Archive — Business
A reflection on the Agile Manifesto, 18 years on, “making it old enough to drink in pubs”.
The point about the “subtle use of language” in the original Agile Manifesto particularly resonated with me.
When you read it, its simplicity is striking, and it’s actually difficult to disagree with any of it.
The problem is, simple doesn’t sell textbooks, training or consultancy. So over time, agile has been bastardised to become this monstrosity (courtesy of Deloitte).
Photo — 2019-10-17
If you can bear another article about whether non-designers should get involved in design work, this isn’t a bad one.
Designers — if you think strategic design is a realm reserved just for you, I’m afraid not.
Other professionals — if you think you can just pick up strategic design like any other general skill, then I’m afraid not.
…the best and most effective use and impact for many people, is actually just to incorporate design thinking techniques into their day jobs.
I have long held the view that user experience is best thought of not as a role, but as a mindset. That doesn’t mean there isn’t a place for professional designers and user researchers — there absolutely is. But anyone can adopt the techniques and set off on the journey to become more user-centred.
We should encourage more people to do so.
The most notable thing about this article is the sorry list of weak excuses offered up by businesses who can’t be bothered to make their websites accessible.
- “…a blind person can always ring Domino’s toll-free number and order that way…”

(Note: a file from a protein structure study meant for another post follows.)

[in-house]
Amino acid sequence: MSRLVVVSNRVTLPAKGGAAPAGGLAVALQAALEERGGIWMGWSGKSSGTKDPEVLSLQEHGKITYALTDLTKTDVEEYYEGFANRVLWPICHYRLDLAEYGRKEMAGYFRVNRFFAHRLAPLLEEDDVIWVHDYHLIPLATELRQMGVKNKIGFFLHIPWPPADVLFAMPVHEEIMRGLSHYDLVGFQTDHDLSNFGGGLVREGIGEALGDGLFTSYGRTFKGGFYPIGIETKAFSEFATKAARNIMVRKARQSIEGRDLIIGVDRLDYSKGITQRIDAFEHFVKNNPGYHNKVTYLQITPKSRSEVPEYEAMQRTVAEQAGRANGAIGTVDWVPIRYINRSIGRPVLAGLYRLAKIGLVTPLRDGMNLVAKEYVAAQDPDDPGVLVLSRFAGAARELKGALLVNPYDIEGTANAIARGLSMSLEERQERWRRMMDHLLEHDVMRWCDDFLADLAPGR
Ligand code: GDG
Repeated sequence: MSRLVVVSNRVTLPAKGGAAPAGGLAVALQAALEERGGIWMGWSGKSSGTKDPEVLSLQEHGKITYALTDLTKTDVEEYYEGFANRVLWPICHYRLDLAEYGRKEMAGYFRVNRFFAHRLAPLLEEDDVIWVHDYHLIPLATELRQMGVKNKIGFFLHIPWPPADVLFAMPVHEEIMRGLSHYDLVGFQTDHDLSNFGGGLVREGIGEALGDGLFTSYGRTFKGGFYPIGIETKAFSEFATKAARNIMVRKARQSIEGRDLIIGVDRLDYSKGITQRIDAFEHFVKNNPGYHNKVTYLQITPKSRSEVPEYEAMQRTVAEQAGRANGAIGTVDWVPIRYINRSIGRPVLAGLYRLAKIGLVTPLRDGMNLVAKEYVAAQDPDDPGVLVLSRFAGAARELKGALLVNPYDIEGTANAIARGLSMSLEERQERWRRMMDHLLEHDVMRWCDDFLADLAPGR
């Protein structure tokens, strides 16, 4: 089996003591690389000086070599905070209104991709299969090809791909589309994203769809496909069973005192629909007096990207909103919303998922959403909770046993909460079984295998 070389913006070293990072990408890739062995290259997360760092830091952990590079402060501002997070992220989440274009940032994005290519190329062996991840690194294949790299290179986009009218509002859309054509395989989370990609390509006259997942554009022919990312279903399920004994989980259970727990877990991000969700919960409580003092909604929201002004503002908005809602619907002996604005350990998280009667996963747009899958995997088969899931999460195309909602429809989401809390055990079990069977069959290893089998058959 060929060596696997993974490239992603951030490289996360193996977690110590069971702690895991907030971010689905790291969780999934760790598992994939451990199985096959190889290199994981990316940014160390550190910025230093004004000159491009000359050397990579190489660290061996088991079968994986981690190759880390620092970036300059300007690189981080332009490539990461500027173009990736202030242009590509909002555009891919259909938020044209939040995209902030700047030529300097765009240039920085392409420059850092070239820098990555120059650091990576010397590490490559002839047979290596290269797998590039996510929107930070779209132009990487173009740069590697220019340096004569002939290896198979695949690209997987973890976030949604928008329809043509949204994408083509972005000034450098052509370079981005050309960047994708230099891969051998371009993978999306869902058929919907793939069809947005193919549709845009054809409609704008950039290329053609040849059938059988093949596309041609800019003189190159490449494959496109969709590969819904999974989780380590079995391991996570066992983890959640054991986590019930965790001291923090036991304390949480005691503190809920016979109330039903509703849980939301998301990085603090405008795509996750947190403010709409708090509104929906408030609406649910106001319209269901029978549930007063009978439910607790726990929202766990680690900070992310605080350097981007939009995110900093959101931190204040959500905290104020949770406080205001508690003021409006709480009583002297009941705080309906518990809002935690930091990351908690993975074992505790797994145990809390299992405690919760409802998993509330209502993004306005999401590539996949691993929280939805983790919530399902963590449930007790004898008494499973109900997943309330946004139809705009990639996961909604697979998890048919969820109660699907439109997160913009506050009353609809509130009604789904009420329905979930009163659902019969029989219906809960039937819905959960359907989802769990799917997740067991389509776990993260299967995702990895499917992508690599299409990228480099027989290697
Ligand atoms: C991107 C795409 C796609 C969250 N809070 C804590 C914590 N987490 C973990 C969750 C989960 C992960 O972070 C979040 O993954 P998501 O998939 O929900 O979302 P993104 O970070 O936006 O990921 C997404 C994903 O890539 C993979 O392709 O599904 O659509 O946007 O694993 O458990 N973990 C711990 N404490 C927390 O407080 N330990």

- Why should they have to?
- “…there is no clear objective guidance on what constitutes an ‘accessible’ website.”
- O rly?
- “The online environment was never intended to be covered by the ADA…”
- Says who?
How about just doing the basics that will help include your customers, and your fellow human beings?
This piece builds on the idea that there is no such thing as neutral data, and combines it with the fact that humans are naturally drawn towards stories.
The problem is, data isn’t simple or neutral or even factual. The best data needs explanatory stories. The human mind is a story processor, and to understand something is to know a good story about it.
How design can be used instead of traditional change management methods.
In the same way that design-led change isn’t just about hiring designers, it also shouldn’t be thought of as a specialist or localised resource (like a design team). Creativity and thinking about design as a state of mind is more a competence that should be part of the fabric of every 21st-century organisation.
My thinking on this has changed a lot over the years. In the past I might have thought that having a strong design team was the way forward. But that’s just creating another silo.
Now I see the real job as finding ways to empower the entire organisation to think like a designer, and help them make the right decisions for the right reasons.
Business design can be very different to service design if it’s focused on the wrong things. But Ben Holliday notes:
Service design is business design when we focus on and care about designing for both internal staff and external user experience together as front and back stage of how a service works.
All too often business design is narrowly self-serving. If it’s not focused on ultimately improving things for your users or customers, it will do damage in the long run.
I especially like the points this article makes about why design needs to go beyond digital.